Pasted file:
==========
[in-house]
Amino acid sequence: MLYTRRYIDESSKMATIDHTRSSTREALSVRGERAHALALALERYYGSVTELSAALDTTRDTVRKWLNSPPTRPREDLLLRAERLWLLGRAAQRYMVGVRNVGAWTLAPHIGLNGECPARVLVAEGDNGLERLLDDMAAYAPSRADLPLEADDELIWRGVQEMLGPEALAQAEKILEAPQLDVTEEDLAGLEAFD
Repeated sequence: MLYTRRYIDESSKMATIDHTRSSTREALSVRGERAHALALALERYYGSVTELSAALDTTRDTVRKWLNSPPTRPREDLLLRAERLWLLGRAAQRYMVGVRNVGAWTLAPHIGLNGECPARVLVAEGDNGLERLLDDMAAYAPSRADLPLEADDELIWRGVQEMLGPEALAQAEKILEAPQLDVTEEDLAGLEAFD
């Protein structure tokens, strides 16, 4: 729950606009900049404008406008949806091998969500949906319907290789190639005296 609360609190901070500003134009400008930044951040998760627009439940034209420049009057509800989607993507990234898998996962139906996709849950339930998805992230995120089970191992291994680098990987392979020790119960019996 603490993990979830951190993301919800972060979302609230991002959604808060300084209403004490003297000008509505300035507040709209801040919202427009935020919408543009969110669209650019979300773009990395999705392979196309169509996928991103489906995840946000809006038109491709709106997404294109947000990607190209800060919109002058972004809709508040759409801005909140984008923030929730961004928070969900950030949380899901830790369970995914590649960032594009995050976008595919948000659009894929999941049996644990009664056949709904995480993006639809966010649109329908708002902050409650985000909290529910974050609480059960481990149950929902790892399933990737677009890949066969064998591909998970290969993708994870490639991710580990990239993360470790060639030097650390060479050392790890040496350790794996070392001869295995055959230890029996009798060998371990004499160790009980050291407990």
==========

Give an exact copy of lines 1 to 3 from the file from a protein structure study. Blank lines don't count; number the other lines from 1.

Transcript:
[in-house]
Amino acid sequence: MLYTRRYIDESSKMATIDHTRSSTREALSVRGERAHALALALERYYGSVTELSAALDTTRDTVRKWLNSPPTRPREDLLLRAERLWLLGRAAQRYMVGVRNVGAWTLAPHIGLNGECPARVLVAEGDNGLERLLDDMAAYAPSRADLPLEADDELIWRGVQEMLGPEALAQAEKILEAPQLDVTEEDLAGLEAFD
Repeated sequence: MLYTRRYIDESSKMATIDHTRSSTREALSVRGERAHALALALERYYGSVTELSAALDTTRDTVRKWLNSPPTRPREDLLLRAERLWLLGRAAQRYMVGVRNVGAWTLAPHIGLNGECPARVLVAEGDNGLERLLDDMAAYAPSRADLPLEADDELIWRGVQEMLGPEALAQAEKILEAPQLDVTEEDLAGLEAFD